Mr. Elliott believes a good route for investors is through companies who can influence how telemedicine develops. Teladoc Health Inc. (NDQ:TDOC)  is a leader in the technology used to connect doctors to patients, but it has little influence on the speed of adoption. Insurers like United Health and Humana are better placed to navigate the headwinds.

“They are largely aligned with what societally we want out of healthcare, which is to bring the costs down and to make sure that care is being provided in the right place and people have access.”

Arelis Agosto, a healthcare analyst with GlobalX ETFs in New York, says while the most visible aspect of telehealth advances is easier doctor-patient interactions, wearable devices and systems that hospitals and doctors use to improve healthcare delivery are as important.  

Global X markets the Telemedicine & Digital Health ETF (NYSE:EDOC) which is more tightly focused on the sector. It dropped 30 per cent in 2022, versus 10 per cent for the BMO Equal Weight U.S. Health Care Index.

Ms. Agosto sees a hybrid approach developing with traditional and digital health combining, particularly as it relates chronic care.  For wearables, this includes monitoring blood pressure, diabetes and heart conditions as well as keeping an eye on post-operative patients.

“We think about digital health as the broader benefit of COVID-19  not only from a consumer facing standpoint, but also on the back end, whether its drug discovery or systems for hospitals and physicians.”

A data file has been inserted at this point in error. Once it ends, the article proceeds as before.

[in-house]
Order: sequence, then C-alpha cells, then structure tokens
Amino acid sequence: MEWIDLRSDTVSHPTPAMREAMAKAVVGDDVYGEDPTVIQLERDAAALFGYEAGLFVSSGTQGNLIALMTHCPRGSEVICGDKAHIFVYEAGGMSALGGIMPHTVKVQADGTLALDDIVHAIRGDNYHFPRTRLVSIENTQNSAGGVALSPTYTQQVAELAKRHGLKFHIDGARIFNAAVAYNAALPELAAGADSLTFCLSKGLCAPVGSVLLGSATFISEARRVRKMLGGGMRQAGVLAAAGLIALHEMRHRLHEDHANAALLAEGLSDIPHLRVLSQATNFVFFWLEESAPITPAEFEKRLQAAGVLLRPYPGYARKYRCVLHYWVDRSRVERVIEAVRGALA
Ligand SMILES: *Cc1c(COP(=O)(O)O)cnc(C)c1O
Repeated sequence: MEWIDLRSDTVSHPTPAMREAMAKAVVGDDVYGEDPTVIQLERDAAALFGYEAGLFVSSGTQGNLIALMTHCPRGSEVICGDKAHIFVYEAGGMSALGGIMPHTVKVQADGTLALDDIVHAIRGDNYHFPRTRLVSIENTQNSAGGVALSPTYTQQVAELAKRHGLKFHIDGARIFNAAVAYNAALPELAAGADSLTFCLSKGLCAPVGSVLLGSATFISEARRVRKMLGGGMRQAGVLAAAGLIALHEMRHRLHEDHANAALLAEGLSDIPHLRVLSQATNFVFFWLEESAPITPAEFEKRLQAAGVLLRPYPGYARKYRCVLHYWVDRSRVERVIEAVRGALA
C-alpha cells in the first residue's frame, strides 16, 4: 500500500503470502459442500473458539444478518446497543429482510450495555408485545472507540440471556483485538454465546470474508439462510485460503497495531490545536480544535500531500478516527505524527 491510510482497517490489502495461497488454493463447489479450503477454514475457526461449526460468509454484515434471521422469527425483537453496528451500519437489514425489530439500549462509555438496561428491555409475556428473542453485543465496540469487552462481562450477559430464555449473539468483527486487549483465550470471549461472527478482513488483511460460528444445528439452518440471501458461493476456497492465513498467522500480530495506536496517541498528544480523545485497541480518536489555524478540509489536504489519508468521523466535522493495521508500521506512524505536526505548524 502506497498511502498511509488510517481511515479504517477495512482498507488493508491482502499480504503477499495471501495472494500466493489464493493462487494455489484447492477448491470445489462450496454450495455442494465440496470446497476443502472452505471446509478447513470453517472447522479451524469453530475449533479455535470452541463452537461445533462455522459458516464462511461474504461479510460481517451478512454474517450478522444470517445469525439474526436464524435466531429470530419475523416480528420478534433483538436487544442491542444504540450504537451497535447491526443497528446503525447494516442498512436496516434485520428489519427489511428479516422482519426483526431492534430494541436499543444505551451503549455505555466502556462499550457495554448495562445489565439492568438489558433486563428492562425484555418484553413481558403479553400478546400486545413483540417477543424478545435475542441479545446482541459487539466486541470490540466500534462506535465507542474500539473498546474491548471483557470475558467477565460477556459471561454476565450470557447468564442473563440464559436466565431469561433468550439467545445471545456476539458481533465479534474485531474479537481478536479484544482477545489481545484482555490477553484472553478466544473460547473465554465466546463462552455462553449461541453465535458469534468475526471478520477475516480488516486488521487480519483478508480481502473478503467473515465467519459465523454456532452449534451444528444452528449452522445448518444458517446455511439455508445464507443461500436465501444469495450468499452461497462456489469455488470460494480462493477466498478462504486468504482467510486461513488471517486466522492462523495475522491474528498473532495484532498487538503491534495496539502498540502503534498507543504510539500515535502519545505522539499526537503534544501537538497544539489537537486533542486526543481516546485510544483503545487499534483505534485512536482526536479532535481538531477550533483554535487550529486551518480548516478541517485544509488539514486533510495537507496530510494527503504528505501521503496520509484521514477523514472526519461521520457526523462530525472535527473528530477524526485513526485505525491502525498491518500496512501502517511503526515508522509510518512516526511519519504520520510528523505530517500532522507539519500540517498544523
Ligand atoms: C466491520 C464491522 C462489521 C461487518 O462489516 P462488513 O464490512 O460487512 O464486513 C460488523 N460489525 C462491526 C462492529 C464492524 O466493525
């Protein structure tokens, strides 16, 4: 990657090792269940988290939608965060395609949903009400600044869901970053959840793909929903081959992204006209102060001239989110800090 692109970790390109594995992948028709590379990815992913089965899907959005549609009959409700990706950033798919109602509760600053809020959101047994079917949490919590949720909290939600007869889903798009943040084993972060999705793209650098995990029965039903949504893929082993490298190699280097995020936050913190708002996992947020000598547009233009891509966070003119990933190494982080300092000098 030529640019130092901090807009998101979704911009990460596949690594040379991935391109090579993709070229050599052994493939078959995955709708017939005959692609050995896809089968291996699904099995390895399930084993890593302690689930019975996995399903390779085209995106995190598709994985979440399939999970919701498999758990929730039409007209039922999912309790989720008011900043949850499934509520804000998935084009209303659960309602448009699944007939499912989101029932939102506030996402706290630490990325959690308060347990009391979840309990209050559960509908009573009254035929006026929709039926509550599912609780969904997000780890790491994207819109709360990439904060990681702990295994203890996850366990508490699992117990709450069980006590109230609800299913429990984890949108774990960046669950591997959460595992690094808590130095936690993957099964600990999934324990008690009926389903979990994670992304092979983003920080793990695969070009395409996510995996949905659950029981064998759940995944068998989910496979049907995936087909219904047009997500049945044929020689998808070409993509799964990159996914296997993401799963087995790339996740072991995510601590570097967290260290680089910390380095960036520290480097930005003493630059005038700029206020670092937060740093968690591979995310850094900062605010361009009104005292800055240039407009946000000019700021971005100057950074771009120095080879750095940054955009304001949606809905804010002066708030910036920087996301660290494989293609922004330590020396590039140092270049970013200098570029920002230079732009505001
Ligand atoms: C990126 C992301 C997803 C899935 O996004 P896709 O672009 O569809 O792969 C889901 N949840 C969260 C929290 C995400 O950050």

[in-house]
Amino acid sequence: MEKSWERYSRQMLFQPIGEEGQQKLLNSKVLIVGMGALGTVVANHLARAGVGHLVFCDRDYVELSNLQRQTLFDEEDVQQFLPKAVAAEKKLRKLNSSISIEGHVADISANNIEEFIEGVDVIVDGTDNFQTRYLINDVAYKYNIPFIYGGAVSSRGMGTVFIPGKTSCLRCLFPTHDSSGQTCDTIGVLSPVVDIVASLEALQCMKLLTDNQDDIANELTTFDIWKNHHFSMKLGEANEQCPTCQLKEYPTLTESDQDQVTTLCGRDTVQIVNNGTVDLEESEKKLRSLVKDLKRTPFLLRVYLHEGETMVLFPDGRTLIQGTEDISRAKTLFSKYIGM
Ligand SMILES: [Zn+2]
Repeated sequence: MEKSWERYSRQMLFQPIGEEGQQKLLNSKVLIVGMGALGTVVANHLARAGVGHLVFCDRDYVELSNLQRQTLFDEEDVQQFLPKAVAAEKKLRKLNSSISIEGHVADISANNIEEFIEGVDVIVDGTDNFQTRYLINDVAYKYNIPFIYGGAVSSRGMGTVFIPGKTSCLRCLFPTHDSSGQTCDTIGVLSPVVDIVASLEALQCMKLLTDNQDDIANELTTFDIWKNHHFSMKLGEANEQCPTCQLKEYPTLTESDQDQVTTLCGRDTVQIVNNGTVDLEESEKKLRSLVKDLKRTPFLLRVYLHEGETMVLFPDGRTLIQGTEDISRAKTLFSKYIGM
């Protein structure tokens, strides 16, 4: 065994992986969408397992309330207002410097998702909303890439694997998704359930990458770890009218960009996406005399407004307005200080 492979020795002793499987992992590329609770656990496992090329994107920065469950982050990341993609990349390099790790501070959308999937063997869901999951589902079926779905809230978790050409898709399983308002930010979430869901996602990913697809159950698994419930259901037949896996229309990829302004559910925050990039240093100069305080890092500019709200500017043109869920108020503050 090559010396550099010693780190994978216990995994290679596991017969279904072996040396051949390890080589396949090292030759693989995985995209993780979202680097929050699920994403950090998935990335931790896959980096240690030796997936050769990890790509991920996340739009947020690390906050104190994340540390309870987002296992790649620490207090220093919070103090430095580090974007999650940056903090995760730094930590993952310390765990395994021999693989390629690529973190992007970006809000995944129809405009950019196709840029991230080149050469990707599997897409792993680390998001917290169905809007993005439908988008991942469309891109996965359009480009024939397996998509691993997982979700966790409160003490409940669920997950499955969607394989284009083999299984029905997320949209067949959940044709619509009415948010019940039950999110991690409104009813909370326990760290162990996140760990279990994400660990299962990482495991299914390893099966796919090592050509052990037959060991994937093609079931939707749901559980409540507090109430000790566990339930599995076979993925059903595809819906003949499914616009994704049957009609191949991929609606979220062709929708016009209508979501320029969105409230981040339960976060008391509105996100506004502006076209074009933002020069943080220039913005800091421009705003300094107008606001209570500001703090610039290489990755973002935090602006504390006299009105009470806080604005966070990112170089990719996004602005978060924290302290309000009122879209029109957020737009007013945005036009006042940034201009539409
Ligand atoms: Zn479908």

She agrees that billing issues are a headwind at the moment, but sees telehealth offering doctors benefits such as lower cancellations and no shows,  a streamlining of record keeping and easier prescribing.

Both analysts also point to preventative diabetes care as an example of how technology can improve outcomes.

DexCom markets sensors that attach to the arm or stomach and monitor glucose levels. The sensor alerts patients to changes in blood sugar via an app and can be tied into an insulin pump to deliver the drug. Ms. Agosto says continuous glucose monitors have been shown to reduce hospitalizations by two-thirds.

Another example is chronic cardiac care. One sign of congestive heart failure is rapid weight gain as the heart’s inability to pump properly leads to fluid retention.   Humana ran a trial using Bluetooth enabled weigh scales to help patients.

It offered lower premiums to patients who weighed in each morning and maintained their weight. It was monitored remotely and if a spike was noticed, a nurse would contact the patient.

“There are really only two ways to invest well in healthcare,” Mr. Elliott says. “You either save the system money or you come up with novel technologies that improve quality of life.  If you can find the intersection of that, then you’ll do really well.”

Ms. Agosto sees several developments to watch. They include devices that transmit data to patients and physicians via apps, the ongoing technology drive to manage doctor billing and client management and a wider integration with online pharmacies.

“Although telemedicine is most familiar [to people], it is by no means the be-all-end-all of the sector or even the portion of the market that could see the greatest growth,” she says

This is a longer version of an article that appeared in the Globe Advisor section of the Globe & Mail’s Report on Business on Apr. 11, 2023. For reprint information please view this page.